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Realistic Psychopaths In Film: Psychiatrists Give Their Verdict On Who Was The Most Accurate.

In 2014, Belgian psychiatry professor Samuel Leistedt wanted to find out which movie characters best displayed psychopathic traits.

Leistedt enlisted 10 of his friends to help him watch 400 films in three years. The films spanned nearly a century, from 1915 to 2010. When they finished watching all of the films, they found 126 psychotic characters.

Here is a breakdown of their findings.

Anton Chigurh of "No Country for Old Men" was the most realistic psychopath.

Javier Bardem’s character in “No Country for Old Men” is a classic psychopath, Leistedt and his colleagues concluded in their report. Chigurh approached the murder with a strange sense of normalcy, perfectly happy to have shed his signature flash-action pistol without a single grimace. “He appears to be invulnerable and resistant to any form of emotion or person,” the researchers wrote.

Honourable mentions went to two characters: Hans Beckert in "M" and Henry Lee Lucas in "Henry: Portrait of a Serial Killer."

In the 1931 German film “M”, Peter Lorre played a child killer with many of the characteristics that would be considered child predator today, Leistedt and his colleagues observed. “Lorre describes Beckert as a seemingly unremarkable man, tormented by the forced ritual killing of children,” the researchers wrote. In John McNaughton’s 1986 film “Henry: Portrait of a Serial Killer,” the protagonist’s inability to plan ahead, coupled with a turbulent personal life and bad family relationships, , making him a classic idiot psychopath, Leistedt said.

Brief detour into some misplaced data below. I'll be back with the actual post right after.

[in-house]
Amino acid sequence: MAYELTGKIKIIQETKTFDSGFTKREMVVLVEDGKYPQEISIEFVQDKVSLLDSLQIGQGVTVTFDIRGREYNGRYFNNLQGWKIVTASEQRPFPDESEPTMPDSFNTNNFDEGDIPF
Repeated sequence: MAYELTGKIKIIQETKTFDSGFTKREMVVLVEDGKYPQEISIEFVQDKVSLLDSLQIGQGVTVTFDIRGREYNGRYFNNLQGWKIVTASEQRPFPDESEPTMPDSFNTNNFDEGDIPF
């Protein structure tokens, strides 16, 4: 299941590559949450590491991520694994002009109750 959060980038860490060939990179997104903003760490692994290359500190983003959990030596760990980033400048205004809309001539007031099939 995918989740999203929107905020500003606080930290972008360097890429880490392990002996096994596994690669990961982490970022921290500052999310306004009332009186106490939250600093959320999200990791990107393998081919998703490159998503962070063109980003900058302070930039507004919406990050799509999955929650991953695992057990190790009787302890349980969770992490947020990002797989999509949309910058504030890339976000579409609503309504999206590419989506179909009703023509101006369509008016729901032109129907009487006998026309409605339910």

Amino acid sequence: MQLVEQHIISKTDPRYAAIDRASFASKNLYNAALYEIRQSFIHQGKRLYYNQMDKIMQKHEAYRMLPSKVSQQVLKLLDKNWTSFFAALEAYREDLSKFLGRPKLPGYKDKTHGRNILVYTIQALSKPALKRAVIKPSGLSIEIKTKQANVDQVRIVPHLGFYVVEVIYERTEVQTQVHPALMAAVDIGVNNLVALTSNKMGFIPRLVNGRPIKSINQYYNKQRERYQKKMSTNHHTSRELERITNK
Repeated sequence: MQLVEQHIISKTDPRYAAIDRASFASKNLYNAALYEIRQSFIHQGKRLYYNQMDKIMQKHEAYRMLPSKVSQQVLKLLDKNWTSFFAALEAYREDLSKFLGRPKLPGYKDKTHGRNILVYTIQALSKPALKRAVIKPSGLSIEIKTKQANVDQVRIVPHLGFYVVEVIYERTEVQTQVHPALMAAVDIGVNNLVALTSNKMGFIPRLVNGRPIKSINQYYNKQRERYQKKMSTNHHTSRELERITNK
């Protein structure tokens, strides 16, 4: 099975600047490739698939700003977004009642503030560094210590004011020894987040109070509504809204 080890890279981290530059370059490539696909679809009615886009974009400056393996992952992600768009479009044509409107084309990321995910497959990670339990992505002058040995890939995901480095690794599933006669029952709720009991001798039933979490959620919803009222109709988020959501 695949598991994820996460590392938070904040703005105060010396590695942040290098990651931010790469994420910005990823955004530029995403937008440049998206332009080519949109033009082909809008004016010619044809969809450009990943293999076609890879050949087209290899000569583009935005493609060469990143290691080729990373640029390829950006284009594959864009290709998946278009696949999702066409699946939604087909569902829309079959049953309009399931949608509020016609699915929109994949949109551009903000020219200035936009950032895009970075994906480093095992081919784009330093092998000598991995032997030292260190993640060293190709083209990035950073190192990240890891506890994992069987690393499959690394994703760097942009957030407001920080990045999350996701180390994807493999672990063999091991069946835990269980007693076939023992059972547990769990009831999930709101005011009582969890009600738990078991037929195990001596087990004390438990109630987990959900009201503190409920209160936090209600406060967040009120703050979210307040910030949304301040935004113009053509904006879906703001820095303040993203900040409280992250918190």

Early representations of psychopaths weren't very accurate.

Characters such as Tommy Udo in the 1947 film “Kiss of Death” and Cody Jarrett in “White Heat” (1949) have been misinterpreted as “villains of the genre”, such as the gangsters or lunatics, characteristic mental illness. They are often portrayed as brutal, unpredictable, sexually corrupt and emotionally unstable, forced to engage in random acts of violence, murder and destruction, the team writes. Nature, or facial expressions, often create well-known and unreal characters. “

For decades, slasher films reigned as the ultimate (false) display of psychopathy.

Movies like “A Nightmare on Elm Street” and “Friday the 13th” introduced a whole new style of psychopaths in cinema. But Leistedt and his colleagues argued in their report that Freddy Krueger and Jason Voorhees were not psychopaths. “In these murder movies,” they wrote, the psychotic characters are often unrealistic, accumulating many traits and personalities, such as sadism, intelligence, and the ability to predict the victims’ plans. Future kernels will use to escape. Today, these characters are more iconic. evil depictions of fictional killers rather than amusing psychopaths. “

Female psychopaths are just as rare in film as in the real world.

Of the 126 psychopaths in the group’s sample, only 21 were women. Often, these characters fit a similar stereotype, often seen as “scheming manipulators whose primary weapon is sex,” the team wrote. Examples of such psychopaths in film include Hedra Carlson in “Single White Female” and Catherine Tramell in “Basic Instinct” – both of which use men’s sexual desires to work against them to a degree. hazardous. Characters like Annie Wilkes in “Misery” and Rachel Phelps in “Major League” are among the few exceptions to this rule.

Some of the most famous "psychopaths" didn't make the cut.

Patrick Bateman in “American Psycho,” Gordon Gekko in “Wall Street,” Norman Bates in “Psycho,” and Hannibal Lecter in “Silence of the Lambs” are all entertaining and chilling. But Leistedt and his team say their personality traits don’t quite fit the psychopath stereotype.

“In our particular subject of interest, it appears that cinematic psychopathy, despite a real clinical evolution, is still fiction,” the authors write. “Most psychopathic villains in popular fiction look like universal, international villains, almost like ‘villain archetypes’.”


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